February 17, 1962|
|Died||August 13, 1995(aged 33)|
|Type of climber||Mountaineering|
Alison Jane Hargreaves (February 17, 1962 – August 13, 1995) was an English mountain climber from Derbyshire. Educated at Belper School, her accomplishments included scaling Mount Everest alone without supplementary oxygen in 1995. She soloed all the great north faces of the Alps in a single season—a first for any climber. This feat included climbing the famously difficult north face of the Eiger in the Alps in 1993. Hargreaves also climbed 6,812-metre (22,349 ft) Ama Dablam in Nepal.
In 1995 Alison Hargreaves intended to climb the three highest mountains in the world—Mount Everest, K2 and Kangchenjunga—unaided. On 13 May 1995 she reached the summit of Everest without the aid of Sherpas or bottled oxygen.
She also did major climbs while pregnant.
After a brief return to the United Kingdom to visit her family, she left in June 1995 to join an American team which had gained a permit to climb 8,611-metre (28,251 ft) K2, the world's second tallest mountain, located in Pakistan. K2 is regarded as a significantly more difficult and dangerous climb than Mt Everest. By August 13, 1995, the remnants of the US team and Hargreaves had joined forces with a New Zealand and Canadian team at Camp 4, around 7,600 metres (24,900 ft) above sea level, and at least 12 hours from the summit. Later that day, having joined with a Spanish team of mountaineers above Camp 4, New Zealander Peter Hillary (son of Everest pioneer Sir Edmund Hillary) decided to turn back, noting that the weather that had been fine for the previous four days appeared to be changing. At 6:45pm, in fine conditions, Hargreaves and Javier Olivar (Spain) reached the summit, followed by Rob Slater (US), Javier Escartín (Spain), Lorenzo Ortíz (Spain) and Bruce Grant (NZ). All, however, died in a violent storm while returning from the summit. Canadian Jeff Lakes, who had turned back below the summit earlier, managed to reach one of the lower camps, but died from the effects of exposure.
The next day, two Spanish climbers, Pepe Garces and Lorenzo Ortas (not Lorenzo Ortíz, who was killed in the storm), were descending the mountain. They had survived the storm at Camp 4, but were suffering from frostbite and exhaustion. Before reaching Camp 3 they found a bloodstained anorak, a climbing boot and a harness. They recognised the equipment as belonging to Hargreaves. From Camp 3 they could also see a body in the distance. They did not approach the body, so it was not positively identified, but they had little doubt it was Hargreaves and concluded that she had been blown off the mountain during the storm.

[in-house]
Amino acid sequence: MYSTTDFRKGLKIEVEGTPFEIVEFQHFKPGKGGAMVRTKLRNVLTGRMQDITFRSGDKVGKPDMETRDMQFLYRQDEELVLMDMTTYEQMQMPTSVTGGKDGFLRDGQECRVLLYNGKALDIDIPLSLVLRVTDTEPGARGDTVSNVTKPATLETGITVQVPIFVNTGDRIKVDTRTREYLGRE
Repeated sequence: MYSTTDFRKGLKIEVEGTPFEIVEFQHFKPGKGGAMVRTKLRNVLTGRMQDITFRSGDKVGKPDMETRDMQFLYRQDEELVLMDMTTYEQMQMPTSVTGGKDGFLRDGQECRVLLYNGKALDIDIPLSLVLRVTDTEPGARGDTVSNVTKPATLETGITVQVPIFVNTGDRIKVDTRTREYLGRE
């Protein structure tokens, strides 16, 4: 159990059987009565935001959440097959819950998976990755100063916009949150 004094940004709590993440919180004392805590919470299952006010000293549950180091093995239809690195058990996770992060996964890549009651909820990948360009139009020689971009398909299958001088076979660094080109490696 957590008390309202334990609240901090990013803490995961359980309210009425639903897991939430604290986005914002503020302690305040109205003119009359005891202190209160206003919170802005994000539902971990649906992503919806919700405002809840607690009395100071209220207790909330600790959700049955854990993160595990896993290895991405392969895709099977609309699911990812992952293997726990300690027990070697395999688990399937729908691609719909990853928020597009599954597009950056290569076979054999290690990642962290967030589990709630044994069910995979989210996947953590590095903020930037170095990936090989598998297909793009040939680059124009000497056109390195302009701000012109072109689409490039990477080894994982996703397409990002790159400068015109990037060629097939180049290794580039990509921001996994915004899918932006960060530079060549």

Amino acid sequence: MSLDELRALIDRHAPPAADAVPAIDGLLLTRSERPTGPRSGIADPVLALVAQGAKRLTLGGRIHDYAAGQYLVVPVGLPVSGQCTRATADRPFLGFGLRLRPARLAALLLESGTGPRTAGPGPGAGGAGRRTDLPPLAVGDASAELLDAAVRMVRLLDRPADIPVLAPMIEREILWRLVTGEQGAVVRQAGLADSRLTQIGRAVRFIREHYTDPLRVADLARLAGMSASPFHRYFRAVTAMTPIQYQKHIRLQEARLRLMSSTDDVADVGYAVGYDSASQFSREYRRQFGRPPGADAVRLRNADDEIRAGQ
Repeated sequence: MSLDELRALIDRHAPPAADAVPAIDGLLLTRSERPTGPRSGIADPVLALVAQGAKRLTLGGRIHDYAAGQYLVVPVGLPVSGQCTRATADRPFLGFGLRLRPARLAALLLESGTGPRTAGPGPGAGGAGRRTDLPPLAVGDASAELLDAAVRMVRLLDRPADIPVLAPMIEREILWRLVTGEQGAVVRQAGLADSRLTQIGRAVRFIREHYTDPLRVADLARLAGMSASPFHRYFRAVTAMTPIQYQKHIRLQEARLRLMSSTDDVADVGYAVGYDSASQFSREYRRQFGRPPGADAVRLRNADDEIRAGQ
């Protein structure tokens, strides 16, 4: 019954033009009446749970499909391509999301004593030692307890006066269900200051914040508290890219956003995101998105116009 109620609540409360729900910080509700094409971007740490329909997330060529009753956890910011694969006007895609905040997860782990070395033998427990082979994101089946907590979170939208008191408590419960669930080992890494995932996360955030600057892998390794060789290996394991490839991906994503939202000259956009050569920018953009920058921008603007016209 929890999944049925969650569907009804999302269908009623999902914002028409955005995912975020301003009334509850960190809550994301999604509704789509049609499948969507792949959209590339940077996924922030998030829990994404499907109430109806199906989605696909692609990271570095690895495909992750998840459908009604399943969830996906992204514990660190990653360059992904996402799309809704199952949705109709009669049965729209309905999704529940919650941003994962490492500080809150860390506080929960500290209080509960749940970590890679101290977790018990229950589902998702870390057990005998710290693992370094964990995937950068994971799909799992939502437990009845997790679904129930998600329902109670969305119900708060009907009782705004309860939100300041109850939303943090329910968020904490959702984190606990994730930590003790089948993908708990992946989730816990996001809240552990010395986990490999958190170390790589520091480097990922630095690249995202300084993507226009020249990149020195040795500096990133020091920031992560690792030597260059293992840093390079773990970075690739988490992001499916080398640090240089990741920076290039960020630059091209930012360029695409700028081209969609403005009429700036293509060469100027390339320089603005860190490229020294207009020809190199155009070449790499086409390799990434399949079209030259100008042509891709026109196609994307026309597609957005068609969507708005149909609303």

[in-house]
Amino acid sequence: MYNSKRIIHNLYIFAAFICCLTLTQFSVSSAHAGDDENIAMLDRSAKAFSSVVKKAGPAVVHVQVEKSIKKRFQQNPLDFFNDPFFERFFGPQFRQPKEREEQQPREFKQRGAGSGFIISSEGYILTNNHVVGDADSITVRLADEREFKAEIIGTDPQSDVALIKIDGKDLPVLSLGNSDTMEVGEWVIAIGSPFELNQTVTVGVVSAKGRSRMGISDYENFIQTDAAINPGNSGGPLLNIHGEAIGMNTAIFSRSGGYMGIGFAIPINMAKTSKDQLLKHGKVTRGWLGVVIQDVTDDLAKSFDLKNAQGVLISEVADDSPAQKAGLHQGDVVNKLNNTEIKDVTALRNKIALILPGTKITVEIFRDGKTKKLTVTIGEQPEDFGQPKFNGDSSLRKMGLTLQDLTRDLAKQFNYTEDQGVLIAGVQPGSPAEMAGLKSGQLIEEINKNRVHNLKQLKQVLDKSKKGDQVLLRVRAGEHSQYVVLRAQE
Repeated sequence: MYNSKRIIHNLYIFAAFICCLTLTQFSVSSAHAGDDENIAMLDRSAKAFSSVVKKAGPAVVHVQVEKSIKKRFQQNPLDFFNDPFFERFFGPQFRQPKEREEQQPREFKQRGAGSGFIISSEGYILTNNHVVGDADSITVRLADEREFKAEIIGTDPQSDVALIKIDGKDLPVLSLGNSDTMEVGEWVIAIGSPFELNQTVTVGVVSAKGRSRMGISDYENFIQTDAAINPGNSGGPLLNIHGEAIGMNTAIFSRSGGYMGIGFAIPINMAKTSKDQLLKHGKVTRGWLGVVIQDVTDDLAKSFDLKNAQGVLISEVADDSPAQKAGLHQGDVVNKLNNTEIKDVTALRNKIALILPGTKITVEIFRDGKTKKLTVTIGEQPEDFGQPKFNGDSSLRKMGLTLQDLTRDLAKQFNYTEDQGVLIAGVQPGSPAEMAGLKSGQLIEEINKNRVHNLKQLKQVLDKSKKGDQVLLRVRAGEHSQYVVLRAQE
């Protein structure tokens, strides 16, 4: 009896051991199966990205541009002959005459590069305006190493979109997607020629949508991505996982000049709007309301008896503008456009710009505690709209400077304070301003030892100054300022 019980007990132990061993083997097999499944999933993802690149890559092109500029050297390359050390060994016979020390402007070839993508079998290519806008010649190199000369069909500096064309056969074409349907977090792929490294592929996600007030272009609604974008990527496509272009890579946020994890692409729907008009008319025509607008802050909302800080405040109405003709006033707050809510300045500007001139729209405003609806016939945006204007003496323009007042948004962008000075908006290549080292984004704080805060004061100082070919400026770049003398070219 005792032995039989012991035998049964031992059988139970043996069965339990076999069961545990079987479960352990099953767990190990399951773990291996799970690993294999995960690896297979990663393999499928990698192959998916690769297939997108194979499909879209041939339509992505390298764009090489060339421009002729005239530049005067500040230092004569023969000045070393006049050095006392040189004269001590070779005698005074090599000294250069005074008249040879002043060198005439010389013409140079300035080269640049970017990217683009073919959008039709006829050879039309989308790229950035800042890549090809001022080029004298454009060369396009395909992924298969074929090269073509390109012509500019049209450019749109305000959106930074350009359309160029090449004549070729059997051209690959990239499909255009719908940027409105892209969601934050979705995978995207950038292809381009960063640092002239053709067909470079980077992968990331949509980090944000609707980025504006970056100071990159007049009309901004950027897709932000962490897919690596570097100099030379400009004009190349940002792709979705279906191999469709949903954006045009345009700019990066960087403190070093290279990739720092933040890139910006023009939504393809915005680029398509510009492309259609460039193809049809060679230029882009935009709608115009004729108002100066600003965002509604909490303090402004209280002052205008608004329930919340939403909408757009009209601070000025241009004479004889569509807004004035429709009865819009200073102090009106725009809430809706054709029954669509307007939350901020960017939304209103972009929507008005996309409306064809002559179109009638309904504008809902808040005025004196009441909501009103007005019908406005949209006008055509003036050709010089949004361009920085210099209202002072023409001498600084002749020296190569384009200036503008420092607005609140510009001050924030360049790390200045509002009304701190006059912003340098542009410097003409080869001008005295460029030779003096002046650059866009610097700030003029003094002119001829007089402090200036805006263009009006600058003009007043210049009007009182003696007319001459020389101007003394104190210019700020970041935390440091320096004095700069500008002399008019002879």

Hargreaves had been pregnant with her first child Tom, when she climbed the Eiger North. Hargreaves responded "that she had thought about taking her husband and children with her to base camp, but she feels it’s rather 'inhospitable' there."
- Scottish Climber Alison Hargreaves and Six Others Killed on K2 by Paul Roberts
- Alison Hargreaves Biographical entry from EverestNews.com
- Our Amazing Planet Staff (April 30, 2012). "8 Unsung Women Explorers". LiveScience.com. Retrieved April 30, 2012.
- In the name of the father: The 1995 K2 Expedition by Peter Hillary
- The Last Ascent of Alison Hargreaves by Greg Child. Originally from Outside magazine, November 1995
- K2: the final hours The Independent, 20 August 1995
- Extract from The Sunday Times, 3 December 1995
- Curran, Jim. K2: Triumph and Tragedy. ISBN 0-89886-683-9.
- Rose, David; Ed Douglas (2000). Regions of the Heart: The Triumph and Tragedy of Alison Hargreaves. ISBN 0-7922-7695-7.
- Hargreaves, Alison (1995). A Hard Day's Summer: Six Classic North Faces Solo. London: Hodder & Stoughton. ISBN 0-340-60602-9
- Jordan, Jennifer (2005.) Savage Summit: The True Stories of the First Five Women Who Climbed K2, The World's Most Feared Mountain. New York: William Morrow.
- Peter H. Hansen, ‘Hargreaves, Alison Jane (1962–1995)’, Oxford Dictionary of National Biography, Oxford University Press, Sept 2004; online edn, May 2006
- Susan Frohlick, "'Wanting the Children and Wanting K2': The incommensurability of motherhood and mountaineering in Britain and North America in the late twentieth century," Gender, Place and Culture, 13:5 (October 2006): 477-490.
- Review of BBC documentary 'Inside Story - Alison's Last Mountain'
- British Woman Conquers Everest (with pictures)(BBC Article)